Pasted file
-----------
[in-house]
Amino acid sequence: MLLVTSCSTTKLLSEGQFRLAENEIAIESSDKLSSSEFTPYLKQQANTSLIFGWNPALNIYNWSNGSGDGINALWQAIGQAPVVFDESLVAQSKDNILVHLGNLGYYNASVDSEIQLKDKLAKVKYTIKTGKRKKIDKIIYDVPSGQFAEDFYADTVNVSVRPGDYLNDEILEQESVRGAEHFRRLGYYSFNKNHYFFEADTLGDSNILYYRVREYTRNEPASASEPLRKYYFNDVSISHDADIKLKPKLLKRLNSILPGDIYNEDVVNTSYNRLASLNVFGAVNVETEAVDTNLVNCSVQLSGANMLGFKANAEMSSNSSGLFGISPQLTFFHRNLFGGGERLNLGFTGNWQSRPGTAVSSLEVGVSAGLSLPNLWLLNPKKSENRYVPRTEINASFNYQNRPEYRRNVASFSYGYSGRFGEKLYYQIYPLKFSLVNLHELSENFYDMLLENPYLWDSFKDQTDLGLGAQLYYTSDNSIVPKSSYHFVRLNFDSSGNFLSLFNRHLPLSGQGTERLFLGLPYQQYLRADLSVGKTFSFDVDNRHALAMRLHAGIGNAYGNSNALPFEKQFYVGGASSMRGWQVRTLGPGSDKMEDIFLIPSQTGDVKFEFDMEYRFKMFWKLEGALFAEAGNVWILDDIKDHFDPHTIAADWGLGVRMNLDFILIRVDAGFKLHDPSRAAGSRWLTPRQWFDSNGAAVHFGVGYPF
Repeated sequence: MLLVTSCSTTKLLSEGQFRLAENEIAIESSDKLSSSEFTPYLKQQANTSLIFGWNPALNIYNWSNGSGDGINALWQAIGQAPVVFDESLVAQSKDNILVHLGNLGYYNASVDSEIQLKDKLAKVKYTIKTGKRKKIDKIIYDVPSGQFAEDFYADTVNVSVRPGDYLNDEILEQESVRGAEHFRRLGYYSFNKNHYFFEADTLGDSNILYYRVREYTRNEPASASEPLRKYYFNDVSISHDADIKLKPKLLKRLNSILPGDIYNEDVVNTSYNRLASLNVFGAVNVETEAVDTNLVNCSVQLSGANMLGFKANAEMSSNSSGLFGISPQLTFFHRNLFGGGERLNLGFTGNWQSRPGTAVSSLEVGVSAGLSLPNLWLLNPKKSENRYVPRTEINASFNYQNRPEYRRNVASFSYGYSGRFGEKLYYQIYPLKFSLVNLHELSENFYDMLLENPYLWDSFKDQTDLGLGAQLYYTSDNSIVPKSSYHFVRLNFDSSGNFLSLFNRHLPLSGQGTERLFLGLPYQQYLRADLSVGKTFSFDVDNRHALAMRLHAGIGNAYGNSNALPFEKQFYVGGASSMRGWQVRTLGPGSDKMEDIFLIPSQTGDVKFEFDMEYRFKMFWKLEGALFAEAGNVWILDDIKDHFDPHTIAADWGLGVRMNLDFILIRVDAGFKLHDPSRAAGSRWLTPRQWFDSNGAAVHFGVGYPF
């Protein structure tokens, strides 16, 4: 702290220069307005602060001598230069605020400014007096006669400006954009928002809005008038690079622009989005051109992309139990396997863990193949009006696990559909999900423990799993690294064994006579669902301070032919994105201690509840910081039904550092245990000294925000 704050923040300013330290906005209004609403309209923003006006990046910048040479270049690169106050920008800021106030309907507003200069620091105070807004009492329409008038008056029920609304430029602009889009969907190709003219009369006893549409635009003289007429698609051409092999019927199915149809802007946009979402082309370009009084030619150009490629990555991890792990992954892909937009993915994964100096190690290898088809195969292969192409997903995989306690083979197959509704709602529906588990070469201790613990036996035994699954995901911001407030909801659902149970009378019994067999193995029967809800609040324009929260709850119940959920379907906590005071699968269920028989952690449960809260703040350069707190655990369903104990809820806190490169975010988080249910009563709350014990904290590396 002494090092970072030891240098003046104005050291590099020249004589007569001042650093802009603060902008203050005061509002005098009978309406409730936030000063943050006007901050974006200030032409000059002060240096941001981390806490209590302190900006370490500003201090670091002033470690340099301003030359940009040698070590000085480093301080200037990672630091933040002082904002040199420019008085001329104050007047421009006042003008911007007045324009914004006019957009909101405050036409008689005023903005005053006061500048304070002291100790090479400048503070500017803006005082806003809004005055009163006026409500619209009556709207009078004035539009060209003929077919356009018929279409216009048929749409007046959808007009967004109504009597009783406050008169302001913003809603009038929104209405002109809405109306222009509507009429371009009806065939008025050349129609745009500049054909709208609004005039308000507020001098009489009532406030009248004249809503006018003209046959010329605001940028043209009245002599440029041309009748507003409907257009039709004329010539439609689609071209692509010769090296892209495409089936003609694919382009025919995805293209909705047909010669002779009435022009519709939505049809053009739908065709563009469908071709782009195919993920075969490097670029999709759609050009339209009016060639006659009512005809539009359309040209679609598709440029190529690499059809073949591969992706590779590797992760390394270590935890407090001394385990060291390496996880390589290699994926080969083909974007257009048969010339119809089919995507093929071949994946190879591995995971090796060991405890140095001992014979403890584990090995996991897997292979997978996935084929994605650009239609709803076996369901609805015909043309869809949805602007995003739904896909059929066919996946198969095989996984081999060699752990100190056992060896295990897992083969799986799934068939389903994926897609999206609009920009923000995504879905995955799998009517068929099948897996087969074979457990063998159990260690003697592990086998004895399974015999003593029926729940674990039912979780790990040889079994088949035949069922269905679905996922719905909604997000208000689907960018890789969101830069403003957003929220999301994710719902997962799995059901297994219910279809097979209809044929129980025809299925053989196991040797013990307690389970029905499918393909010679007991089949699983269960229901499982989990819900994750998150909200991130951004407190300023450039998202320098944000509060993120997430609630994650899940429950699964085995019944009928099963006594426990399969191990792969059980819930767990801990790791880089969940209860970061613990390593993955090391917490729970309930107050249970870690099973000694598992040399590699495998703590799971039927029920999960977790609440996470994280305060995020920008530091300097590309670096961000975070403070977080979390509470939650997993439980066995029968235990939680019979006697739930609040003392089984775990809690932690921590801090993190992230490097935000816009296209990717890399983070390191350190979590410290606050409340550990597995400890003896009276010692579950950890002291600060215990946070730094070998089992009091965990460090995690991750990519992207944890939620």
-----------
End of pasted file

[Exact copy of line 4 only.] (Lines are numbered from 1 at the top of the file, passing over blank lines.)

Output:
């Protein structure tokens, strides 16, 4: 702290220069307005602060001598230069605020400014007096006669400006954009928002809005008038690079622009989005051109992309139990396997863990193949009006696990559909999900423990799993690294064994006579669902301070032919994105201690509840910081039904550092245990000294925000 704050923040300013330290906005209004609403309209923003006006990046910048040479270049690169106050920008800021106030309907507003200069620091105070807004009492329409008038008056029920609304430029602009889009969907190709003219009369006893549409635009003289007429698609051409092999019927199915149809802007946009979402082309370009009084030619150009490629990555991890792990992954892909937009993915994964100096190690290898088809195969292969192409997903995989306690083979197959509704709602529906588990070469201790613990036996035994699954995901911001407030909801659902149970009378019994067999193995029967809800609040324009929260709850119940959920379907906590005071699968269920028989952690449960809260703040350069707190655990369903104990809820806190490169975010988080249910009563709350014990904290590396 002494090092970072030891240098003046104005050291590099020249004589007569001042650093802009603060902008203050005061509002005098009978309406409730936030000063943050006007901050974006200030032409000059002060240096941001981390806490209590302190900006370490500003201090670091002033470690340099301003030359940009040698070590000085480093301080200037990672630091933040002082904002040199420019008085001329104050007047421009006042003008911007007045324009914004006019957009909101405050036409008689005023903005005053006061500048304070002291100790090479400048503070500017803006005082806003809004005055009163006026409500619209009556709207009078004035539009060209003929077919356009018929279409216009048929749409007046959808007009967004109504009597009783406050008169302001913003809603009038929104209405002109809405109306222009509507009429371009009806065939008025050349129609745009500049054909709208609004005039308000507020001098009489009532406030009248004249809503006018003209046959010329605001940028043209009245002599440029041309009748507003409907257009039709004329010539439609689609071209692509010769090296892209495409089936003609694919382009025919995805293209909705047909010669002779009435022009519709939505049809053009739908065709563009469908071709782009195919993920075969490097670029999709759609050009339209009016060639006659009512005809539009359309040209679609598709440029190529690499059809073949591969992706590779590797992760390394270590935890407090001394385990060291390496996880390589290699994926080969083909974007257009048969010339119809089919995507093929071949994946190879591995995971090796060991405890140095001992014979403890584990090995996991897997292979997978996935084929994605650009239609709803076996369901609805015909043309869809949805602007995003739904896909059929066919996946198969095989996984081999060699752990100190056992060896295990897992083969799986799934068939389903994926897609999206609009920009923000995504879905995955799998009517068929099948897996087969074979457990063998159990260690003697592990086998004895399974015999003593029926729940674990039912979780790990040889079994088949035949069922269905679905996922719905909604997000208000689907960018890789969101830069403003957003929220999301994710719902997962799995059901297994219910279809097979209809044929129980025809299925053989196991040797013990307690389970029905499918393909010679007991089949699983269960229901499982989990819900994750998150909200991130951004407190300023450039998202320098944000509060993120997430609630994650899940429950699964085995019944009928099963006594426990399969191990792969059980819930767990801990790791880089969940209860970061613990390593993955090391917490729970309930107050249970870690099973000694598992040399590699495998703590799971039927029920999960977790609440996470994280305060995020920008530091300097590309670096961000975070403070977080979390509470939650997993439980066995029968235990939680019979006697739930609040003392089984775990809690932690921590801090993190992230490097935000816009296209990717890399983070390191350190979590410290606050409340550990597995400890003896009276010692579950950890002291600060215990946070730094070998089992009091965990460090995690991750990519992207944890939620």